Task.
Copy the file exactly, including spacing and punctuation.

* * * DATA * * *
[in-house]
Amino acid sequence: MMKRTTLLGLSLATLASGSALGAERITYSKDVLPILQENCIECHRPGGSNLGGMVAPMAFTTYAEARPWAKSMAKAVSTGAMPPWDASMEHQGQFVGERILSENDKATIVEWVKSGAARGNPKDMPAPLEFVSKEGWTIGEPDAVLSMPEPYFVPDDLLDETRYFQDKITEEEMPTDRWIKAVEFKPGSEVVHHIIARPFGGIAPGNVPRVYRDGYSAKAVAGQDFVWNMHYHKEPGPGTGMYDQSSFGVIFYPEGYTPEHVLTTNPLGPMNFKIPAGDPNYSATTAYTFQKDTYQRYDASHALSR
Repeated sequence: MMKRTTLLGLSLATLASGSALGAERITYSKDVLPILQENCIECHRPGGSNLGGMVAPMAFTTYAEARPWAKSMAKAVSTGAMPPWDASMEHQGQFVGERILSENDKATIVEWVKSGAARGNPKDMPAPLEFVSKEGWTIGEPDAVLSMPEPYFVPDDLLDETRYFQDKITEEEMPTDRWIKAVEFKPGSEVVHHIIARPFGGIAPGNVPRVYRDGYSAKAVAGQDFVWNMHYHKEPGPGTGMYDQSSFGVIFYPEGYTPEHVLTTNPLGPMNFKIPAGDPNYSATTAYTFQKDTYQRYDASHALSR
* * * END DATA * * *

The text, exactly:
[in-house]
Amino acid sequence: MMKRTTLLGLSLATLASGSALGAERITYSKDVLPILQENCIECHRPGGSNLGGMVAPMAFTTYAEARPWAKSMAKAVSTGAMPPWDASMEHQGQFVGERILSENDKATIVEWVKSGAARGNPKDMPAPLEFVSKEGWTIGEPDAVLSMPEPYFVPDDLLDETRYFQDKITEEEMPTDRWIKAVEFKPGSEVVHHIIARPFGGIAPGNVPRVYRDGYSAKAVAGQDFVWNMHYHKEPGPGTGMYDQSSFGVIFYPEGYTPEHVLTTNPLGPMNFKIPAGDPNYSATTAYTFQKDTYQRYDASHALSR
Repeated sequence: MMKRTTLLGLSLATLASGSALGAERITYSKDVLPILQENCIECHRPGGSNLGGMVAPMAFTTYAEARPWAKSMAKAVSTGAMPPWDASMEHQGQFVGERILSENDKATIVEWVKSGAARGNPKDMPAPLEFVSKEGWTIGEPDAVLSMPEPYFVPDDLLDETRYFQDKITEEEMPTDRWIKAVEFKPGSEVVHHIIARPFGGIAPGNVPRVYRDGYSAKAVAGQDFVWNMHYHKEPGPGTGMYDQSSFGVIFYPEGYTPEHVLTTNPLGPMNFKIPAGDPNYSATTAYTFQKDTYQRYDASHALSR